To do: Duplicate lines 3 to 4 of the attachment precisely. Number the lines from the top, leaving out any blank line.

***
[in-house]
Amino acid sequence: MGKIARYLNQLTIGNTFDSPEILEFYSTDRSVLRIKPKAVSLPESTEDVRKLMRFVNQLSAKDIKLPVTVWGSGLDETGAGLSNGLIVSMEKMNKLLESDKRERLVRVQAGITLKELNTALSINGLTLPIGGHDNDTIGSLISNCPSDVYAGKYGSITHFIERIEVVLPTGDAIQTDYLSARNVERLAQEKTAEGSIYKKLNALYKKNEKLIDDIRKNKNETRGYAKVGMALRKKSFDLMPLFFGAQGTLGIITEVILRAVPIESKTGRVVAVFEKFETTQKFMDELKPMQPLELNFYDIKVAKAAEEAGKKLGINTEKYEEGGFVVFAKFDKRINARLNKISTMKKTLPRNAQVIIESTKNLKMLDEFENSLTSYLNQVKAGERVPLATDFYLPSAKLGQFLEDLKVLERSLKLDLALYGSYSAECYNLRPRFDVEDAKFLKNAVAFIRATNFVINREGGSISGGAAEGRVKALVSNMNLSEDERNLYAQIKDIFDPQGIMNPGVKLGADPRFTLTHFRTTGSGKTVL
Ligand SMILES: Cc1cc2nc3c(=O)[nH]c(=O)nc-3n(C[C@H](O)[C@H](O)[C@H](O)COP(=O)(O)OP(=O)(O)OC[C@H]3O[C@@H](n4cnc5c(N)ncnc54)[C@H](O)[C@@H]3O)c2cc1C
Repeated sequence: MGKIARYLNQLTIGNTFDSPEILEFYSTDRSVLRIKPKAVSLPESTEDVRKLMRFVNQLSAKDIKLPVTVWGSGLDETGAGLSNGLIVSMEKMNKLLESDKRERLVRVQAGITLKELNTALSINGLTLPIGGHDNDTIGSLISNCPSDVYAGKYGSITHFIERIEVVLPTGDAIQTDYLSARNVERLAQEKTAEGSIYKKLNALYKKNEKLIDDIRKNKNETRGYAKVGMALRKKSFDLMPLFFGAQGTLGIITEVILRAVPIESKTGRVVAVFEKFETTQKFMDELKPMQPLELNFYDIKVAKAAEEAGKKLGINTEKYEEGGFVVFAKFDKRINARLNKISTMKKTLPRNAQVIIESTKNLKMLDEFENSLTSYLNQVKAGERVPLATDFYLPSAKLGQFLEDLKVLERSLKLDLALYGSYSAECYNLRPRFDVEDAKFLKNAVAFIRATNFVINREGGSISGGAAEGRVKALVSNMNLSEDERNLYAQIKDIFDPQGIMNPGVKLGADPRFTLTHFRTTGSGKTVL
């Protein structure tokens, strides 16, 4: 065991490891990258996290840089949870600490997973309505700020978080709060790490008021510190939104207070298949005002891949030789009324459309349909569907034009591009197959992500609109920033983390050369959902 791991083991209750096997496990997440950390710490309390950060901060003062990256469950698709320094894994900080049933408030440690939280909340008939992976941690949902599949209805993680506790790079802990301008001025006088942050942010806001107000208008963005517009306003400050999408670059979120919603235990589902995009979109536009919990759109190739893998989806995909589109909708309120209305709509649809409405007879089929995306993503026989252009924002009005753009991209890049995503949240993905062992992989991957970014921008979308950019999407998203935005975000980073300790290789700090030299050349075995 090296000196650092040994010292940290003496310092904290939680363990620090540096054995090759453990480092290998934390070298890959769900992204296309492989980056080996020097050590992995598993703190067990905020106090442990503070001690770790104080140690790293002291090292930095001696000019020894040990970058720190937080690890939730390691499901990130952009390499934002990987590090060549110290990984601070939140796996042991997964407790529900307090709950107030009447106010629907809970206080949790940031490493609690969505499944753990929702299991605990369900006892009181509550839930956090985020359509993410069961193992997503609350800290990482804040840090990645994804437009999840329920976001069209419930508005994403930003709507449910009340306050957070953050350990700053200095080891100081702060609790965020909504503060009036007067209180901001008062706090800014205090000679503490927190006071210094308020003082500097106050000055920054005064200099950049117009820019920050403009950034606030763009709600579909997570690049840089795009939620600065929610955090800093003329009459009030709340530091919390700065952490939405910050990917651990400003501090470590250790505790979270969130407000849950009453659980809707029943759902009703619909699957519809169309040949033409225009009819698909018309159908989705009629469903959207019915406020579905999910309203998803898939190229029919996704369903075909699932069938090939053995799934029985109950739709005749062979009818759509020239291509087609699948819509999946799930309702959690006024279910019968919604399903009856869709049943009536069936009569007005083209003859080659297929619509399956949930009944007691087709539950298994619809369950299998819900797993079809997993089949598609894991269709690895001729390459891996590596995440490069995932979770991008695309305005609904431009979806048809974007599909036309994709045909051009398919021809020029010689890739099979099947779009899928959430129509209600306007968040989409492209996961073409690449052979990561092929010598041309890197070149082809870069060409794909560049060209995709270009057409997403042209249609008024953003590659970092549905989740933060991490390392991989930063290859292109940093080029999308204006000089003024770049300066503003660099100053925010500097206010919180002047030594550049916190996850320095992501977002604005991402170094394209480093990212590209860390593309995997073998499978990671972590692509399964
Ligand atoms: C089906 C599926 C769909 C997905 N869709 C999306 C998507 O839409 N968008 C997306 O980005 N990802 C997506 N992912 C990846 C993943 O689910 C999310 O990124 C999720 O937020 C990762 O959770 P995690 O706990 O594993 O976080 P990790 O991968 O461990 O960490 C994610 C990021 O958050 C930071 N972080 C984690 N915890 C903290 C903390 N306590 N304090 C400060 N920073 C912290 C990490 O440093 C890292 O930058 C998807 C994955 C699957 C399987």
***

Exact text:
Ligand SMILES: Cc1cc2nc3c(=O)[nH]c(=O)nc-3n(C[C@H](O)[C@H](O)[C@H](O)COP(=O)(O)OP(=O)(O)OC[C@H]3O[C@@H](n4cnc5c(N)ncnc54)[C@H](O)[C@@H]3O)c2cc1C
Repeated sequence: MGKIARYLNQLTIGNTFDSPEILEFYSTDRSVLRIKPKAVSLPESTEDVRKLMRFVNQLSAKDIKLPVTVWGSGLDETGAGLSNGLIVSMEKMNKLLESDKRERLVRVQAGITLKELNTALSINGLTLPIGGHDNDTIGSLISNCPSDVYAGKYGSITHFIERIEVVLPTGDAIQTDYLSARNVERLAQEKTAEGSIYKKLNALYKKNEKLIDDIRKNKNETRGYAKVGMALRKKSFDLMPLFFGAQGTLGIITEVILRAVPIESKTGRVVAVFEKFETTQKFMDELKPMQPLELNFYDIKVAKAAEEAGKKLGINTEKYEEGGFVVFAKFDKRINARLNKISTMKKTLPRNAQVIIESTKNLKMLDEFENSLTSYLNQVKAGERVPLATDFYLPSAKLGQFLEDLKVLERSLKLDLALYGSYSAECYNLRPRFDVEDAKFLKNAVAFIRATNFVINREGGSISGGAAEGRVKALVSNMNLSEDERNLYAQIKDIFDPQGIMNPGVKLGADPRFTLTHFRTTGSGKTVL